Big-Wave Elite Pull All-Nighters In The Powerlines Library - Stab Mag
Powerlines captures Ben Andrews on the wave of the morning, January 11, 2022. Image: Drake Stanley from recent edit ONELEVEN

Big-Wave Elite Pull All-Nighters In The Powerlines Library

With decades of hustle, two Half Moon Bay filmmakers have created a shortcut to progress at Mavericks.

news // Feb 18, 2022
Words by August Howell
Reading Time: 6 minutes

Remember that bluebird day at Mavericks when Kai Lenny couldn’t seem to fall? All the successful drops and highlines from that December 2020 session were waves Kai had visualized and watched before, hovered over the computer, playing, pausing, and rewinding footage of California’s most notorious wave. 

Film review isn’t unique to surfing. Athletes across a range of sports use footage of games to analyze their competition and improve themselves. But in the big-wave world, having the ability to study the waves themselves in a variety of conditions before you ever get there isn’t just advantageous to learning the nuances of the spots, it also helps propel the sport in new directions. 

Of course it was Curt Myers of Powerlines that filmed Peter Mel’s wave of a lifetime, as featured in Everything & All.

“By the time I got to Mavericks, I felt like I had great insight into how the wave worked because of all the content and interviews from all the surfers,” Jamie Mitchell said. “It was like a guideline of how to surf Mavericks.”

The owner of this invaluable trove of Mav’s footage is Powerlines Productions, made up of Curt Myers and Eric W. Nelson, two filmmakers that grew up within a few miles of the break. 

With Curt shooting from a jet ski and Eric posted on the cliff, this grassroots operation — along with their late friend Chris Wilson, who often filmed, edited and secured music for their edits — has documented nearly every swell to hit the famed peak and crafted independently produced films from their homes since the early 1990s. And if you’ve ever been frustrated by the over-emphasis of peak moments in big-wave footage, Powerlines footage is the antidote. They specialize in telling the whole story.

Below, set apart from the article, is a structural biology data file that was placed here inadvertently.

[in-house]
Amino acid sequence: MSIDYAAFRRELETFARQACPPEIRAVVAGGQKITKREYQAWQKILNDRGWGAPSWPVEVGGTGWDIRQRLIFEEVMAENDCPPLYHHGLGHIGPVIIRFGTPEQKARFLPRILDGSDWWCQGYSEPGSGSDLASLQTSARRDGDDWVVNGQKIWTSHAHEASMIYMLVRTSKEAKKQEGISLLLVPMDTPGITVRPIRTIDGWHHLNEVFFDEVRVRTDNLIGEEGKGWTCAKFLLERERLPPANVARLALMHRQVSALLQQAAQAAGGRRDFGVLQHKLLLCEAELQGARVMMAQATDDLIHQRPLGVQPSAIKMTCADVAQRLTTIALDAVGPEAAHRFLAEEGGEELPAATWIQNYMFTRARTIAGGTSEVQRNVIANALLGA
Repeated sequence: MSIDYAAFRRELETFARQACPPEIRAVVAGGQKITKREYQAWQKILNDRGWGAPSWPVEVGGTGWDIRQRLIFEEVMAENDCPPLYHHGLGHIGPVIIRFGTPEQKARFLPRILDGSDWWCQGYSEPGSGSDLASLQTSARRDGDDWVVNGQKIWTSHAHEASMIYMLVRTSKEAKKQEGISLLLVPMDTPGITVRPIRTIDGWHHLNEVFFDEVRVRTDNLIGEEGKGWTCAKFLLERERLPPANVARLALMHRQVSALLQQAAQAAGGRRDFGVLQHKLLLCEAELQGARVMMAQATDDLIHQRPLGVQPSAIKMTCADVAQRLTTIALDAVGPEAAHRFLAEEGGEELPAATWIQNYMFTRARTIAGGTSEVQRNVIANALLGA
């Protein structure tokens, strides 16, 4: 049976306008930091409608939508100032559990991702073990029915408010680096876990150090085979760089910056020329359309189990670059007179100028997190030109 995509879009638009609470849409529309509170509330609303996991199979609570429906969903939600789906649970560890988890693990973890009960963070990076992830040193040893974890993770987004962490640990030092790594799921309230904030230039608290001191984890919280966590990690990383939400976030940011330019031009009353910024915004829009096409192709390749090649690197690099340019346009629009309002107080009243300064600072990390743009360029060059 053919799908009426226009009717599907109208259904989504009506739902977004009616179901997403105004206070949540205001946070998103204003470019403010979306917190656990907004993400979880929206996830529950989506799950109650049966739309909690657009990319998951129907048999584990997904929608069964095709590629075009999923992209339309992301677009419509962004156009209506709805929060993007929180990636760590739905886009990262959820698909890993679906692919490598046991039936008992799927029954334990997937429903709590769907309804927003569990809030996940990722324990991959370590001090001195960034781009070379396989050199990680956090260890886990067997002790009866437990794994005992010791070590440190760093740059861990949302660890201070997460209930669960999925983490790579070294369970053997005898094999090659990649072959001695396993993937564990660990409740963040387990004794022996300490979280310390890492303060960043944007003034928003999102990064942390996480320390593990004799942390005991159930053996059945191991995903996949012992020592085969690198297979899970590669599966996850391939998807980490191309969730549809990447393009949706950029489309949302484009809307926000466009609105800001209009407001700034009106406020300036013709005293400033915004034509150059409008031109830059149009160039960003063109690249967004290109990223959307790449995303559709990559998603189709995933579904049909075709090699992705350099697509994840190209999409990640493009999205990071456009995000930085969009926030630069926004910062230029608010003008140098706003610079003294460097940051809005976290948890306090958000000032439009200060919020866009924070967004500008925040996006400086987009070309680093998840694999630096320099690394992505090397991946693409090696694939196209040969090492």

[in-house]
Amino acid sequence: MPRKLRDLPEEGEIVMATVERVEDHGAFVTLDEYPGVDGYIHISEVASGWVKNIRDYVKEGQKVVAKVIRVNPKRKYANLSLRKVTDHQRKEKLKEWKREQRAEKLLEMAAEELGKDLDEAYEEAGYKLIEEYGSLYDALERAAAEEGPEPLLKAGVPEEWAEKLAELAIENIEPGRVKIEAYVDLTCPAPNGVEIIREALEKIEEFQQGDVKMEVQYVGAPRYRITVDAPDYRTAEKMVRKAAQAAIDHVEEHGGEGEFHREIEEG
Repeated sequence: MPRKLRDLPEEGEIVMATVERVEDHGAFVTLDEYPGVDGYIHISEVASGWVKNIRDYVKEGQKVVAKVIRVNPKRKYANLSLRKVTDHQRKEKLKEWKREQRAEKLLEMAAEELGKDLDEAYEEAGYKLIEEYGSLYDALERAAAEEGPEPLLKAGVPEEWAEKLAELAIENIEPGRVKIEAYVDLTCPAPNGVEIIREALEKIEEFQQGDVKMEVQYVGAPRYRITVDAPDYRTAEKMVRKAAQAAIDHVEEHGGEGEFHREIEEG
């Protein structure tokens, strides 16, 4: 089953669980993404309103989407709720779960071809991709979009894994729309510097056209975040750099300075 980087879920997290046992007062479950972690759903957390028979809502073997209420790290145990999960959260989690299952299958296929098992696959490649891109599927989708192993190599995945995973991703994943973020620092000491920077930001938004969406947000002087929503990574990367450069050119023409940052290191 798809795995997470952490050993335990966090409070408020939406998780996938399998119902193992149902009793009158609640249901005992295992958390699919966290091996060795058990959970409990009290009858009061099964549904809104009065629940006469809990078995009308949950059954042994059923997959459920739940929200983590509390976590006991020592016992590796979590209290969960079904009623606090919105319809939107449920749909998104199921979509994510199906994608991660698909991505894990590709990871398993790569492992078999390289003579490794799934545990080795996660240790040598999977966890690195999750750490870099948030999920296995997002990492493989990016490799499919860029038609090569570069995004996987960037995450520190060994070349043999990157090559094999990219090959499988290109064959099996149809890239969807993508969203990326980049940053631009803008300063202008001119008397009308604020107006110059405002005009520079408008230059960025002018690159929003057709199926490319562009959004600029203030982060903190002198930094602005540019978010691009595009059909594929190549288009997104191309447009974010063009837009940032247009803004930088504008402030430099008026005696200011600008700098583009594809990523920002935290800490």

Curt Myers by Don Montgomery

“I would watch these surf movies with my dad,” Eric recalled. “And you’d see someone wipeout or have the wave of their life, and then it would go to the next wave. But I would be like, ‘How’d the guy survive? He got completely pounded. Or when he got barreled, did everything slow down?’ For me, the storytelling is what I thought was important to Powerlines.”

They released their first movie together on VHS in 1998. Twenty-four years and 20 films later, the two are using the same methodology of land and water angles and keeping their lenses fixed on the wave, and have become understated historians of all things Mavericks. Their catalog is celebrated by the best men and women who seek to push themselves over that infamous ledge. 

“They’ve been there capturing amazing rides for decades,” Darryl ‘Flea’ Virostko said. “These guys don’t come from money, they’re scraping by raising families and still dedicated to this. That’s where I have a lot of respect for those guys.”

In the early days, there were no vests, minimal crowds, barely a safety net in sight. Now, it’s a different story. In the last few years, Powerlines has become more involved with a crew of local water safety volunteers. From his perch next to the Air Force base, Eric radios the team for incoming sets and keeps tabs on those unlucky enough to venture through the boneyard. 

Eric Nelson by Don Montgomery

“It just expanded with Sion Milosky’s death,” Eric said of the safety emphasis. “We’ve seen the evolution, starting from Mark Foo dying all the way to now where we have a water rescue support staff out there.”

Still, their focus is on capturing and cataloging the surfing, which today can be found mostly on YouTube. Their online following includes Kelly Slater and pretty much any big-wave surfer who has even considered surfing Mavericks. It’s not uncommon for anticipated edits from Mavericks, Jaws, and Teahupo’o to get north of 300K views. On Instagram, one can find footage from the 2000 contest (Kelly finished runner up to Flea) right alongside the highlights from the latest swell.